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GAO Issues Critical Report of Federal Regulators Enforcement of Fair Lending Laws

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Washington, DC, August 11, 2009 | comments

House Financial Services Committee members Reps. Al Green (D-TX), Maxine Waters (D-CA), and Luis V. Gutierrez (D-IL), and the committee’s chairman Barney Frank (D-MA) today released a Government Accountability Office (GAO) report which is critical of federal regulators’ ability to effectively and efficiently enforce the nation’s fair lending laws.  In the report, GAO found that “[f]ederal enforcement agencies and depository institution regulators face challenges in consistently, efficiently, and effectively overseeing and enforcing fair lending laws due in part to data limitations and the fragmented U.S. financial regulatory structure.”

“The information in this report is just one of many examples of the need for improved protection for all consumers of financial products.  Inadequate enforcement of consumer protection laws hurts all consumers, regardless of color, creed, sex or economic status,” said Congressman Green.  “It is time to work together and create a consumer financial protection agency that will finally give adequate attention to safeguarding consumers from abusive products.”

Congresswoman Waters said, “As the Chairwoman of the Subcommittee on Housing and Community Opportunity, I am concerned about the role that mortgage lenders played in steering homeowners into predatory loans.  The GAO report issued today reveals many shortcomings in the current U.S. financial regulatory structure, including the failure of the Home Mortgage Disclosure Act to require certain lenders to collect and report data on the credit risks of borrowers, information most helpful in identifying lenders most likely to engage in discriminatory practices. This report highlights the need for the proposed Consumer Financial Protection Agency, which would close these regulatory gaps and protect consumers from predatory loans.”

“The results of the GAO's study on fair lending unfortunately come as no surprise to me,” said Congressman Gutierrez, Chair of the Subcommittee on Financial Institutions and Consumer Credit. “The weaknesses of our current system in identifying and ending discriminatory lending practices is something that my constituents and Americans across the country have lived with for too long. Recent consumer studies have indicated what we have known to be true at the community level — African American and Latino borrowers are significantly more likely to receive a subprime loan or to be targeted by predatory lenders. This GAO report is yet another contribution to the mountain of evidence indicating that Congress needs to act immediately to create an independent consumer protection agency with the focus and the authority to enforce our fair lending laws.”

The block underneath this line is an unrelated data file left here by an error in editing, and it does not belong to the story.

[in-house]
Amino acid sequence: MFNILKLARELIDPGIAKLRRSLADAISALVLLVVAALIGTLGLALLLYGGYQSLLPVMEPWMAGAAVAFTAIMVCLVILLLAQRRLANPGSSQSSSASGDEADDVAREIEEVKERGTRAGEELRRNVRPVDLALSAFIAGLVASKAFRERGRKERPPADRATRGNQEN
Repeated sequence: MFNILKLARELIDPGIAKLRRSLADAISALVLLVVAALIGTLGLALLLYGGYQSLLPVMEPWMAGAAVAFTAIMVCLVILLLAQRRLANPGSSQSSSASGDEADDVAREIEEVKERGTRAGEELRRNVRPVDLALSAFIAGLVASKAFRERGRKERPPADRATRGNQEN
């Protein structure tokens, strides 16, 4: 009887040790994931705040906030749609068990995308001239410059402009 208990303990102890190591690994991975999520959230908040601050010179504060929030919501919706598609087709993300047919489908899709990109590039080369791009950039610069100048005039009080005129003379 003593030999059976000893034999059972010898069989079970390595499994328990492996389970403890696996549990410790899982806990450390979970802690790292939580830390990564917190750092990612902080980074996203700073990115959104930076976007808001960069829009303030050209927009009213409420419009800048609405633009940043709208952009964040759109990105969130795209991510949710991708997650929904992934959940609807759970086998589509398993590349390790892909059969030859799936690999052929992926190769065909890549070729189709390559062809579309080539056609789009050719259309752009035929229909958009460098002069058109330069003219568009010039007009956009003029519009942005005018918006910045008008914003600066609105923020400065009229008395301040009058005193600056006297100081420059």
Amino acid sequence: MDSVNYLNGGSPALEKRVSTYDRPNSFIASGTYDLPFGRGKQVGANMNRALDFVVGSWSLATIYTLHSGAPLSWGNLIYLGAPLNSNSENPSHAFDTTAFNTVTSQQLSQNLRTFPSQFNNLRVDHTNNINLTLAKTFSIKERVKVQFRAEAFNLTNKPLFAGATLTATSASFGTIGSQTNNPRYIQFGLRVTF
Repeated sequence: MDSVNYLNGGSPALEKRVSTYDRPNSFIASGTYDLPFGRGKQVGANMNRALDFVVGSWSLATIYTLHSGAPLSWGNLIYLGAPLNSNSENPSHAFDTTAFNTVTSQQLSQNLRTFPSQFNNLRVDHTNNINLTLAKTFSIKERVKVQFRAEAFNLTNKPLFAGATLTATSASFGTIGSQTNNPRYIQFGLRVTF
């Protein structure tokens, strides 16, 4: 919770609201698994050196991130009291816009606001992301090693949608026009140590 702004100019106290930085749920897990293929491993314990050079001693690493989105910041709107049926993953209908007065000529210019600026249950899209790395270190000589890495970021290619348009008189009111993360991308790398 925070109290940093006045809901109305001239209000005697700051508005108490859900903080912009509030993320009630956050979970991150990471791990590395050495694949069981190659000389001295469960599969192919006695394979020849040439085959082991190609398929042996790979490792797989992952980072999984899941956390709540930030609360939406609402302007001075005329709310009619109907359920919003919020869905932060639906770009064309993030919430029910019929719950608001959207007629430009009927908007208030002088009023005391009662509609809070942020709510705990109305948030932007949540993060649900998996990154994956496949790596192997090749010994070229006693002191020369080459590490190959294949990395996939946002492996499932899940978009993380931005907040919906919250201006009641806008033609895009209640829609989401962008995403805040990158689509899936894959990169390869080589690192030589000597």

The report will be constructive to the committee and Congress as it considers legislation to revamp and update the nation’s financial regulatory system.  In fact, the committee is already considering a number of GAO’s recommendations to enhance the data available to detect potential fair lending violations as part of HR 3126, a bill to create a new federal Consumer Financial Protection Agency, including amending the Equal Credit Opportunity Act to require collection of race and ethnicity information and some loan data for small business loans.   The report was requested by Chairman Frank along with 15 other Democratic Financial Services Committee members who asked GAO in April 2008 to review the effectiveness of federal oversight of the country’s fair lending laws. 

Key findings of the GAO report:

Data available to detect potential fair lending violations have limitations, which may affect federal efforts to enforce fair lending laws.

Although depository institution regulators’ fair lending initial activities to assess evidence of potential fair lending violations generally have been more comprehensive than those of the enforcement agencies, the differences in the various oversight programs raise questions about the consistency and effectiveness of their efforts and highlight challenges associated with a fragmented regulatory system.

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